Focus on Producing Shorter Videos

In an era where large amounts of longer-form television content is available online through a variety of services from networks, cable providers, and OTT solutions, it was most striking to us that the vast majority (91%) of video viewing was still short-form clips from YouTube. “New” YouTube-specific genres such as how-to videos and video blogs are much more popular than traditional TV and film genres such as drama, sci-fi, or reality shows.

This indicates that there's quite a large market for this shorter-form content on computers, and that professional producers might be able to compete on this shorter-form content, making short how-to programs or other content that reach professional production levels and could gain large audiences on computer platforms, and not just mobile devices which are frequently seen as targets for shorter-form video.

Reduce Focus on Time of Day

Going all the way back to radio transmissions, content has been “programmed” into slots based on time of day. Television production followed this trend, with news in the morning and evening on broadcast networks with “prime-time” shows later in the evening. With the move to online platforms, most producers have followed these same themes, launching online episodes at the time that their broadcast counterparts air.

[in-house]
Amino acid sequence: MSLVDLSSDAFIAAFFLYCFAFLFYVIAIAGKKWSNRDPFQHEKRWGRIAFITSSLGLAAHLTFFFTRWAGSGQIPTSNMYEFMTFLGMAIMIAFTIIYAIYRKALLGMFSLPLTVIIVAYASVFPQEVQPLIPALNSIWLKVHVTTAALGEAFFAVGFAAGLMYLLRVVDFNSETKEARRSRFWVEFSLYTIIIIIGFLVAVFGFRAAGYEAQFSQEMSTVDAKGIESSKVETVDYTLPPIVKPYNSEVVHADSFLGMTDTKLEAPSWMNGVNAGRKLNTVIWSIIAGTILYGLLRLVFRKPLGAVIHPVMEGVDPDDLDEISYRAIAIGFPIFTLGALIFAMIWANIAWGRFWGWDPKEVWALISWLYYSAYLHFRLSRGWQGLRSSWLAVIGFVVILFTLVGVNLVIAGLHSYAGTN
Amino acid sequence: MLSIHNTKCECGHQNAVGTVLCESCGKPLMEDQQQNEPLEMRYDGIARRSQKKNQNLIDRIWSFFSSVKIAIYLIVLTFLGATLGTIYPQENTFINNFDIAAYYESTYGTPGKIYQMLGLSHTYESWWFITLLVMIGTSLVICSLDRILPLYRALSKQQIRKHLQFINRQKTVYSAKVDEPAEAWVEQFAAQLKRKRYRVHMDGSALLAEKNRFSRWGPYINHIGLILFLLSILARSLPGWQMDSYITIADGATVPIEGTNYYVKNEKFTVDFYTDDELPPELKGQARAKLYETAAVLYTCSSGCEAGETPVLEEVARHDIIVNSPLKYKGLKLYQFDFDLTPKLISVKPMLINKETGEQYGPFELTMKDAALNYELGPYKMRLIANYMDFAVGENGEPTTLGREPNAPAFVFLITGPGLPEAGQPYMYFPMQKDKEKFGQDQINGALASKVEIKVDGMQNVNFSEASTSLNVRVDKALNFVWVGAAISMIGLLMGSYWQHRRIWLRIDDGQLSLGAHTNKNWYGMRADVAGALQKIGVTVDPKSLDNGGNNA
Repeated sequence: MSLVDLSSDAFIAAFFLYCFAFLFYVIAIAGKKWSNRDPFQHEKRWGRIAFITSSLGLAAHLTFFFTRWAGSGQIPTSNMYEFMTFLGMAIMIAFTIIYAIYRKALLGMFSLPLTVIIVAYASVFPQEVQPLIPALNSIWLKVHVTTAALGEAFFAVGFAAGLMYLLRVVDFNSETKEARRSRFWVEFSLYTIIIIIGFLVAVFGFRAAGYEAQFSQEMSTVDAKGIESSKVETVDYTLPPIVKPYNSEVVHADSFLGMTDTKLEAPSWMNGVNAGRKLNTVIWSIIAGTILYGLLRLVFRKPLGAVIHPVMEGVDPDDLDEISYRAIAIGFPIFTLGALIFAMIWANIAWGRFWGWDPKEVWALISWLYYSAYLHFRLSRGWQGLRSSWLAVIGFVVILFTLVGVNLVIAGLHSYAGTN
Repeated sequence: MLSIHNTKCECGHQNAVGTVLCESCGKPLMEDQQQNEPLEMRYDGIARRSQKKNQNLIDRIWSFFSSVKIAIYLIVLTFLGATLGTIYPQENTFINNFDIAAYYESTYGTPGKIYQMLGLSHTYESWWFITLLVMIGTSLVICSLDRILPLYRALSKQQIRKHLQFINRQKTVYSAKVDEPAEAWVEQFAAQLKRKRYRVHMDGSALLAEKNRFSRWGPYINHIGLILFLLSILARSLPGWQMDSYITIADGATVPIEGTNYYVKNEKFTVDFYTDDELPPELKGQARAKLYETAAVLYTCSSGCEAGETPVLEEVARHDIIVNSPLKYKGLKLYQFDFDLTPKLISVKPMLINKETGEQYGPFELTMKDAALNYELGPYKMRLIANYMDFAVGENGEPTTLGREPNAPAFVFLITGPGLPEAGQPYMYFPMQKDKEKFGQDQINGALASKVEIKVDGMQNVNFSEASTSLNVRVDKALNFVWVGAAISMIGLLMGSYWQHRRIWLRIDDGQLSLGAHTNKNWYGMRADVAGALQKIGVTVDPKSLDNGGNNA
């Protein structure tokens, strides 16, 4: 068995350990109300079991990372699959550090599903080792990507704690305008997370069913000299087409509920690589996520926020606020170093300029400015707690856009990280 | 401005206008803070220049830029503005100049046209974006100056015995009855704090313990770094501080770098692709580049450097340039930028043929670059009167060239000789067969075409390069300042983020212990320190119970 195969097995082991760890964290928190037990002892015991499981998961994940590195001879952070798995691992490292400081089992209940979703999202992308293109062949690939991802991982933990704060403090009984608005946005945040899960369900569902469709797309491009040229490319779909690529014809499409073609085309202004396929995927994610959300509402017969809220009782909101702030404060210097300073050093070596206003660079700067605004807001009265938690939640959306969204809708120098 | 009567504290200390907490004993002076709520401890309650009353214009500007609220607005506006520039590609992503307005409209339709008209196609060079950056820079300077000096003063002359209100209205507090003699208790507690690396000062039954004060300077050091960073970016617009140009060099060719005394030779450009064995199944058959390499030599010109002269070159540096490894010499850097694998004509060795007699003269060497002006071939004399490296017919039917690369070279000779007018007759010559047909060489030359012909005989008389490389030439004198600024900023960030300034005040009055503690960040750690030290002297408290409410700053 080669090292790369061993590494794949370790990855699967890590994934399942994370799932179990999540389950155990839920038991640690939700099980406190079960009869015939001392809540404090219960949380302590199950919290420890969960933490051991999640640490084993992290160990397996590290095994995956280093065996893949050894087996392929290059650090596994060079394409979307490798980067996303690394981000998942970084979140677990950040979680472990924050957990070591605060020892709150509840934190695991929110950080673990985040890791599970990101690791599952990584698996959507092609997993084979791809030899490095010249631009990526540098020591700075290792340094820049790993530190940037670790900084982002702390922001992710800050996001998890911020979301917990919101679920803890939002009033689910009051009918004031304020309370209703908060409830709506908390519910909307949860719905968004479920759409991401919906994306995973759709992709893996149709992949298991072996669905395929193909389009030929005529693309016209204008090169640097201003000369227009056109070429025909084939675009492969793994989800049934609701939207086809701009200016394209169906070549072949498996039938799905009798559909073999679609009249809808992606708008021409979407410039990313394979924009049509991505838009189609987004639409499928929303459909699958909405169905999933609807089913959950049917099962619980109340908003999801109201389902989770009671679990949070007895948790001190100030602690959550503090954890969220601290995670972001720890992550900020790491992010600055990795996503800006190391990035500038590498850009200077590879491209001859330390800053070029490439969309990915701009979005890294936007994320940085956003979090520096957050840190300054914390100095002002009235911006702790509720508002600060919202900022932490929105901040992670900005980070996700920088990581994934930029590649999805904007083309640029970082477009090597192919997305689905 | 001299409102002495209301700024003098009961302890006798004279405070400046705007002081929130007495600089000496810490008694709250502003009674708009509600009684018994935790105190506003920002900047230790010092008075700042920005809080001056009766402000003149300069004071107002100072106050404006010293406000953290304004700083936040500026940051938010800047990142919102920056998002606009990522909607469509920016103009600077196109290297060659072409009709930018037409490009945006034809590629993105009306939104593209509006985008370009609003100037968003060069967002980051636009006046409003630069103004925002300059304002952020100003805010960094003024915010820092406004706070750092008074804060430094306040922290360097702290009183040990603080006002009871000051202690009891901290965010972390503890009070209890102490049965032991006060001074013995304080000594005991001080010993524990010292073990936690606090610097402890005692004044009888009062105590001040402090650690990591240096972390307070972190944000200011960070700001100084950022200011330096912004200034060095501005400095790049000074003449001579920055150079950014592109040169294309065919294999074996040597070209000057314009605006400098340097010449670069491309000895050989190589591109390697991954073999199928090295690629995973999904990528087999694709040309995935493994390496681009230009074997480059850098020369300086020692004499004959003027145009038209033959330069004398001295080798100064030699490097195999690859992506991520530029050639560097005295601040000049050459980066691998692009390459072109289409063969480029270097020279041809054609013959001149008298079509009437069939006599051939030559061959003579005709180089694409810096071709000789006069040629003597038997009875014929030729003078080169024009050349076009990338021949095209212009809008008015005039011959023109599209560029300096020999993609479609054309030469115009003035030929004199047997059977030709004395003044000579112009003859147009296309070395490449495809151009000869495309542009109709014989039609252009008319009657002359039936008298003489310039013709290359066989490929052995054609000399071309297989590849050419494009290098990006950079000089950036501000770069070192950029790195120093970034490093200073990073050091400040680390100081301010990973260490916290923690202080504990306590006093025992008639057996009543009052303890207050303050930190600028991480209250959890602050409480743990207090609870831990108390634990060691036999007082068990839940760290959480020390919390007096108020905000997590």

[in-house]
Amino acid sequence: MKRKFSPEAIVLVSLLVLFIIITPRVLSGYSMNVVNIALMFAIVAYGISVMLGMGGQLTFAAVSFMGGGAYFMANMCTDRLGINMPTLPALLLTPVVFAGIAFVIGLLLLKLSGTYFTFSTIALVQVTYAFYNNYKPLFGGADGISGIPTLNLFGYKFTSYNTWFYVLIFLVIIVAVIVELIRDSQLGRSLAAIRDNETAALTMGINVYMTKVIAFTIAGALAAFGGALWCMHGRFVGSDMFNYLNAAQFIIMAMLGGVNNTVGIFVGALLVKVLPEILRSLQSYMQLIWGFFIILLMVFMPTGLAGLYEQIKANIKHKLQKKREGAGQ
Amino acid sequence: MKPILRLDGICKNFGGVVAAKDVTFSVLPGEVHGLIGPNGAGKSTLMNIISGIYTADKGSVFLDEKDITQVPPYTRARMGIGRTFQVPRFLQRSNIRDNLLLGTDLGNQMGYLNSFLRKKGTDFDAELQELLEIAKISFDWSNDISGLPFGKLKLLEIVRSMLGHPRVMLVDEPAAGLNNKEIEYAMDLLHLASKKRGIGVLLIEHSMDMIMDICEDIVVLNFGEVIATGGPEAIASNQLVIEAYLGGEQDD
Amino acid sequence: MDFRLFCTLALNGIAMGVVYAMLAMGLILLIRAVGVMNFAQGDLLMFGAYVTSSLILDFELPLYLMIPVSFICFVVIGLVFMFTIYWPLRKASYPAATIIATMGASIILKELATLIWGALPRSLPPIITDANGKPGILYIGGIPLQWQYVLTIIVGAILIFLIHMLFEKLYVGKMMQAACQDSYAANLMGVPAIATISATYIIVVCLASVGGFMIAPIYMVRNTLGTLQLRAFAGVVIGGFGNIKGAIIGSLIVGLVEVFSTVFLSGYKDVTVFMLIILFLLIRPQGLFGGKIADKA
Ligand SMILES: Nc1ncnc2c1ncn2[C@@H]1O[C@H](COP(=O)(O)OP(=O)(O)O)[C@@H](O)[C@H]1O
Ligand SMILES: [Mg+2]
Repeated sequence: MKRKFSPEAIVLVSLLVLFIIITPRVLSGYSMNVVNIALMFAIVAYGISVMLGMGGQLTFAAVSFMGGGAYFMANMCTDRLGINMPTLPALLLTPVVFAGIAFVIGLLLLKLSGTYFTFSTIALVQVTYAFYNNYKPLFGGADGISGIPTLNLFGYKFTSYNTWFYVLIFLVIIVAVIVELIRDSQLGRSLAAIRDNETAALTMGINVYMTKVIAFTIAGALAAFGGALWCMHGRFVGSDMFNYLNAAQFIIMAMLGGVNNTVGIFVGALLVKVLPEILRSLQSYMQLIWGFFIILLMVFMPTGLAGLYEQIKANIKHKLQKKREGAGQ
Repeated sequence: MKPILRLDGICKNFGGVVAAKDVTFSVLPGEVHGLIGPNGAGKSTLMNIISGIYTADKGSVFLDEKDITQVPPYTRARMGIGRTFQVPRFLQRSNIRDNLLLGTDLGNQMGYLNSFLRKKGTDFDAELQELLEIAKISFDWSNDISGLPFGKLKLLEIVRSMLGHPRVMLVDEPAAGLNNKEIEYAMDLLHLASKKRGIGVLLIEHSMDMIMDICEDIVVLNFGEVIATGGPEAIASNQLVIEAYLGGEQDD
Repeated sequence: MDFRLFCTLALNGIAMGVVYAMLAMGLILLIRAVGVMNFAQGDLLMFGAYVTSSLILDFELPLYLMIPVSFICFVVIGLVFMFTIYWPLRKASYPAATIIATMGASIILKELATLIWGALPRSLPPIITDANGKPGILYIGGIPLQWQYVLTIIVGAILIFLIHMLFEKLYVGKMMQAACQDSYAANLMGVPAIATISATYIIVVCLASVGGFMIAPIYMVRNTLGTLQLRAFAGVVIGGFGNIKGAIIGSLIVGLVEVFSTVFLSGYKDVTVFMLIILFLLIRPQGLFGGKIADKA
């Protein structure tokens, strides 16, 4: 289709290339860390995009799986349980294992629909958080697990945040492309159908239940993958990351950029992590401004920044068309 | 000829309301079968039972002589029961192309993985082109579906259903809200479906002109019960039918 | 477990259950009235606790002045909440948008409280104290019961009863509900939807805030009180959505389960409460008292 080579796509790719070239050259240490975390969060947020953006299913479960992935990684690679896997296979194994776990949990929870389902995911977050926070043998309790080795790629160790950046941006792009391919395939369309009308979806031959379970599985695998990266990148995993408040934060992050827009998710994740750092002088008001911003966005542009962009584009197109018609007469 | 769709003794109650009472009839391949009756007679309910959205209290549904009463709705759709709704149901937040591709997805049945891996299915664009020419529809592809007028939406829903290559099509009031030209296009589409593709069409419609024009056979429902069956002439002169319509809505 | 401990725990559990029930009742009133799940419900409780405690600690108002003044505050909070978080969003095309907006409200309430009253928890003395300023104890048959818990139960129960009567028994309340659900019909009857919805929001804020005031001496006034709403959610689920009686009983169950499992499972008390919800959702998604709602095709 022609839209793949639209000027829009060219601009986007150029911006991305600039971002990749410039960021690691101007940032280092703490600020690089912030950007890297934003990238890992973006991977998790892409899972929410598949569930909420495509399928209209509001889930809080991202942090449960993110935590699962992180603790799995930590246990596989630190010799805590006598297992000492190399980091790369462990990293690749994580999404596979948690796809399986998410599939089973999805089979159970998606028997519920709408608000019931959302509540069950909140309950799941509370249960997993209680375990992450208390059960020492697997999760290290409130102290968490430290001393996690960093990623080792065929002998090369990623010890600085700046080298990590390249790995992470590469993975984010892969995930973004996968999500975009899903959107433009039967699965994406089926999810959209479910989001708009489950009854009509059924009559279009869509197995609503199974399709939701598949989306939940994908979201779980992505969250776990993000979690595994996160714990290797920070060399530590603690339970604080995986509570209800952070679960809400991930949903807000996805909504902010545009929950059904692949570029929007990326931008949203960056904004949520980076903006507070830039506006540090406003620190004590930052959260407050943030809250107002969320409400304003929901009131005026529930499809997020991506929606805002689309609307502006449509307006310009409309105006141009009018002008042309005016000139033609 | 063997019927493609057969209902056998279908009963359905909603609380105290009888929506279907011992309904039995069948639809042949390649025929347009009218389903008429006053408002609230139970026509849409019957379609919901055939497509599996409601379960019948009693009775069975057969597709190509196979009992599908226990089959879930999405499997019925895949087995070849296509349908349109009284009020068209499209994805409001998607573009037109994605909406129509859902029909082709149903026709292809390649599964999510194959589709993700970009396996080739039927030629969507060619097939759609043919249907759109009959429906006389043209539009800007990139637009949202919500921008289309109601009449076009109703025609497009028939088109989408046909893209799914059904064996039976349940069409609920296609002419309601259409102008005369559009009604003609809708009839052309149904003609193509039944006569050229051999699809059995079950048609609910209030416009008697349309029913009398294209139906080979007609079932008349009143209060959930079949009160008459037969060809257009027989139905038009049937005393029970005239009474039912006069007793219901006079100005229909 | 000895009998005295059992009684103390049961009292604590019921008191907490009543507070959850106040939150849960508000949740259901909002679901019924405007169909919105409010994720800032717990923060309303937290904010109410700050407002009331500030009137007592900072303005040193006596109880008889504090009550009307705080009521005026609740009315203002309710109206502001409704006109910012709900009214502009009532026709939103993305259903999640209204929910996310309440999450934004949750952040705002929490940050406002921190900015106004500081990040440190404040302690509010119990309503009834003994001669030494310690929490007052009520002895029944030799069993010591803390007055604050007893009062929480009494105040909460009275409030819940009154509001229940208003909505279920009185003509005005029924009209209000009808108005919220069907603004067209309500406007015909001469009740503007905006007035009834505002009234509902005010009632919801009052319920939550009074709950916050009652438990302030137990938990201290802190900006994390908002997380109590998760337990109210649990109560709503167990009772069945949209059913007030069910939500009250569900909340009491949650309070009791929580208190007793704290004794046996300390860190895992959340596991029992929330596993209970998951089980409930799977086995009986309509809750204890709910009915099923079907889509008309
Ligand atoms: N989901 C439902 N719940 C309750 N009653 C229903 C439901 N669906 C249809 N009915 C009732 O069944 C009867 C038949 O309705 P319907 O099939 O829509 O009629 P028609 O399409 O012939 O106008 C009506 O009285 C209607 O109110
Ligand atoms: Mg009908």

However, we've seen that there are few temporal differences in how people engage with videos within a genre. Removing this focus on launching shows at particular times, like Netflix has done by moving launches to midnight, gives viewers the chance to watch programs at whatever time they would like, unencumbered by late-evening “broadcast” times.